tunctl man page
tunctl — create and manage persistent TUN/TAP interfaces
tunctl [ Options ] [ -u owner ] [ -t device-name ]
tunctl -d device-name
tunctl allows the host sysadmin to preconfigure a TUN/TAP network interface for use by a particular user. That user may open and use the network/write side of the interface, but may not change any aspects of the host side of the interface.
Brief output, prints just the interface name
Create a point-to-point TUN interface without Ethernet header. Automatically enabled if the desired interface name starts with "tun".
Create a TAP type interface with Ethernet header. Automatically selected if the desired interface starts with "tap" or if no interface name is given.
- -f tun-clone-device
Specifies the tun clone device name. The default is /dev/net/tun, but some systems use /dev/misc/net/tun instead.
- -d interfacename
Delete the specified interfacename (set it to non-persistent)
- -u user
Specifies the owner of the interface. This user is allowed to attach to the "network/wire" side.
- -g group
Specifies the group of the interface. This group is allowed to attach to the "network/wire" side of the interface.
- -t interface
Specifies the desired interface name.
To create an interface for use by a particular user, invoke tunctl without the -d option:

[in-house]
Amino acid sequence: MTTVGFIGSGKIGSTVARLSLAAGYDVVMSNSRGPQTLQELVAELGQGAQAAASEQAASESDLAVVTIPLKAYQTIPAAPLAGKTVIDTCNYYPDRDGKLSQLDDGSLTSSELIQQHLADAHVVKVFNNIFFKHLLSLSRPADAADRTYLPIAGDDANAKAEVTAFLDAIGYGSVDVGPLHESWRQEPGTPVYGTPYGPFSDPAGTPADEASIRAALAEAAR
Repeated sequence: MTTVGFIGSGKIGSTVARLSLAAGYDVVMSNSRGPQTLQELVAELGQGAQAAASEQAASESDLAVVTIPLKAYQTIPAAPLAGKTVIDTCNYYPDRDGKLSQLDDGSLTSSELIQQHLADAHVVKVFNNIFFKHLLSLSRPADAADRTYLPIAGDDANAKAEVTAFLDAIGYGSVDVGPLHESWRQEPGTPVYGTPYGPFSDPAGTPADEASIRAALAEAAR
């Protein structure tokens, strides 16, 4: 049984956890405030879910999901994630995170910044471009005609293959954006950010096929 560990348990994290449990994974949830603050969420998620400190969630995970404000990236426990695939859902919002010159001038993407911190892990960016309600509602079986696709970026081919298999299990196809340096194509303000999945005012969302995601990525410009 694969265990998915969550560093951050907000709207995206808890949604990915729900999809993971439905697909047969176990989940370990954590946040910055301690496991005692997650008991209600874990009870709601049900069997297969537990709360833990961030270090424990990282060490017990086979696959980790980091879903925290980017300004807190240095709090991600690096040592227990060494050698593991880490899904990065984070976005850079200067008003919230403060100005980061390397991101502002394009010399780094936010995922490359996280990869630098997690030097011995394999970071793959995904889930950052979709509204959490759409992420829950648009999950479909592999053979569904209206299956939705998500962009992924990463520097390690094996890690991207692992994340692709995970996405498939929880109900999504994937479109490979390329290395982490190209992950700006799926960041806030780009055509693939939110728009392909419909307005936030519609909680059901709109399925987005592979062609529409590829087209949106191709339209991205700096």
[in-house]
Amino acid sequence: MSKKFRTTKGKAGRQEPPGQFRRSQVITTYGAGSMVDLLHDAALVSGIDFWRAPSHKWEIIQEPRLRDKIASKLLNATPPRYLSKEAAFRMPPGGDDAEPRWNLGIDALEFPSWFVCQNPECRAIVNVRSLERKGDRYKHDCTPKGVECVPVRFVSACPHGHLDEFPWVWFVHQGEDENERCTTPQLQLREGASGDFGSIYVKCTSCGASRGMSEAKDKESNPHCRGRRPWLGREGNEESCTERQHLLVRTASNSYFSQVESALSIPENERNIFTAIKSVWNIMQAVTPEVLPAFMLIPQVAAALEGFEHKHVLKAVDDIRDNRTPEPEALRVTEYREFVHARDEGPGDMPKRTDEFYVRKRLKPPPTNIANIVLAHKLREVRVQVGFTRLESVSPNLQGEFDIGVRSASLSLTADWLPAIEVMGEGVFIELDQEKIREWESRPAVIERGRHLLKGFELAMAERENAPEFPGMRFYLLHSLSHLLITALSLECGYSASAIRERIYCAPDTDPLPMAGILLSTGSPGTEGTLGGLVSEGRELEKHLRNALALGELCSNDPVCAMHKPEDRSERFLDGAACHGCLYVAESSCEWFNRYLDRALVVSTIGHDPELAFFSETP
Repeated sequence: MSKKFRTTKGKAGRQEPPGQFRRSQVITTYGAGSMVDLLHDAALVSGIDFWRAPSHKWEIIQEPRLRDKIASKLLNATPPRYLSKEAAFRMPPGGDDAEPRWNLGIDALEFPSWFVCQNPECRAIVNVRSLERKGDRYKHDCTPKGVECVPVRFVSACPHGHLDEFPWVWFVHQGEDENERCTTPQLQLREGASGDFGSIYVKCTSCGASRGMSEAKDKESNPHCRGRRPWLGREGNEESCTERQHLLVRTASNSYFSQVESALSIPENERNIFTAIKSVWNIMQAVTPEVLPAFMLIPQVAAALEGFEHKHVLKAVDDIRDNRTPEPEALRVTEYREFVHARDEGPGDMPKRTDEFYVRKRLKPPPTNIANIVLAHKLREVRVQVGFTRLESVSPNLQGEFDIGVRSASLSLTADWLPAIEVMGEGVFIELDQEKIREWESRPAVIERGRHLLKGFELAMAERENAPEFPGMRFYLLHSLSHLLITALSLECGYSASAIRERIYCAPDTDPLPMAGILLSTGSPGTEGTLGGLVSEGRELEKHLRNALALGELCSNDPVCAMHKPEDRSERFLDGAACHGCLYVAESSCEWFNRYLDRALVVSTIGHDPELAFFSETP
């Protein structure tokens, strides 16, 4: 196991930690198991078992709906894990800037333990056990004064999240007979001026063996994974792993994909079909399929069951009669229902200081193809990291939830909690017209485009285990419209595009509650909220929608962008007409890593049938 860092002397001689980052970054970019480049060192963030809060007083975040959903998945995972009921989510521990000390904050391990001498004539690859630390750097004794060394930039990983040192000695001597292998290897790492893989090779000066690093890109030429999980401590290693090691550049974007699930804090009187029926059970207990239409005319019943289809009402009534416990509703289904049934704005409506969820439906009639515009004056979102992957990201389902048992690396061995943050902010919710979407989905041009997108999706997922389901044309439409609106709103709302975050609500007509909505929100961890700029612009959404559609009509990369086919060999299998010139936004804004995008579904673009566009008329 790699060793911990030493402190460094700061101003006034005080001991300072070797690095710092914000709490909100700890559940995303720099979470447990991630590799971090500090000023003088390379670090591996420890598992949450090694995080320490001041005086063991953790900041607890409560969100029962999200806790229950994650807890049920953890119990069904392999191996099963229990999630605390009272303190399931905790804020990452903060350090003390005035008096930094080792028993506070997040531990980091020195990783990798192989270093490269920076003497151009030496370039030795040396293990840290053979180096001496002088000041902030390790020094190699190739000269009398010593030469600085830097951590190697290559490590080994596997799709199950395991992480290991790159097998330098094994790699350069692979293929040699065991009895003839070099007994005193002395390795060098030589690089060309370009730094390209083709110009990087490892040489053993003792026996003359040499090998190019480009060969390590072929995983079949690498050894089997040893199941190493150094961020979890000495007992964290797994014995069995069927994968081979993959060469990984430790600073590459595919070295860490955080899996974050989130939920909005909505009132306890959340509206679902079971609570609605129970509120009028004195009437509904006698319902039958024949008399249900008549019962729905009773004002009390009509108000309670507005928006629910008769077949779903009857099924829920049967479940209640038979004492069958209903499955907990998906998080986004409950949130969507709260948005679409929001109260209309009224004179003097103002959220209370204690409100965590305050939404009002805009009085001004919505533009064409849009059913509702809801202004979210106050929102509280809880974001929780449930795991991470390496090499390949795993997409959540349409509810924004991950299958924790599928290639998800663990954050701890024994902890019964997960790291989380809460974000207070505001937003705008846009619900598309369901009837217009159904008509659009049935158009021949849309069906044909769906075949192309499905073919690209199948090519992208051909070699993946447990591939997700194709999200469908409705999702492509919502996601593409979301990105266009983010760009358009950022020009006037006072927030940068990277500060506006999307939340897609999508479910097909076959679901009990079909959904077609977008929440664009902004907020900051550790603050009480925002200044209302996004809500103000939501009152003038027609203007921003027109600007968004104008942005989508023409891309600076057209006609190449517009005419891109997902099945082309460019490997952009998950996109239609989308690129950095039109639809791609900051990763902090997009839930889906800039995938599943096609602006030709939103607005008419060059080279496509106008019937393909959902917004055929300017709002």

# tunctl -u someuser Set 'tap0' persistent and owned by 'someuser'
Then, configure the interface as normal:
# ifconfig tap0 192.168.0.254 up # route add -host 192.168.0.253 dev tap0 # bash -c 'echo 1 > /proc/sys/net/ipv4/conf/tap0/proxy_arp' # arp -Ds 192.168.0.253 eth0 pub
To delete the interface, use the -d option:
# tunctl -d tap0 Set 'tap0' nonpersistent
The UserModeLinux-HOWTO <URL:http://user-mode-linux.sourceforge.net/old/UserModeLinux-HOWTO.html>
tunctl was originally written by Jeff Dike <email@example.com> as part of the User Mode Linux tools. Current version is maintained as a separate package by Henrik Nordstrom <firstname.lastname@example.org>.
This manual page was originally written by Matt Zimmerman <email@example.com> for the Debian GNU/Linux system, based on examples from Jeff Dike. Extended by Henrik Nordstrom <firstname.lastname@example.org> to cover all options supported.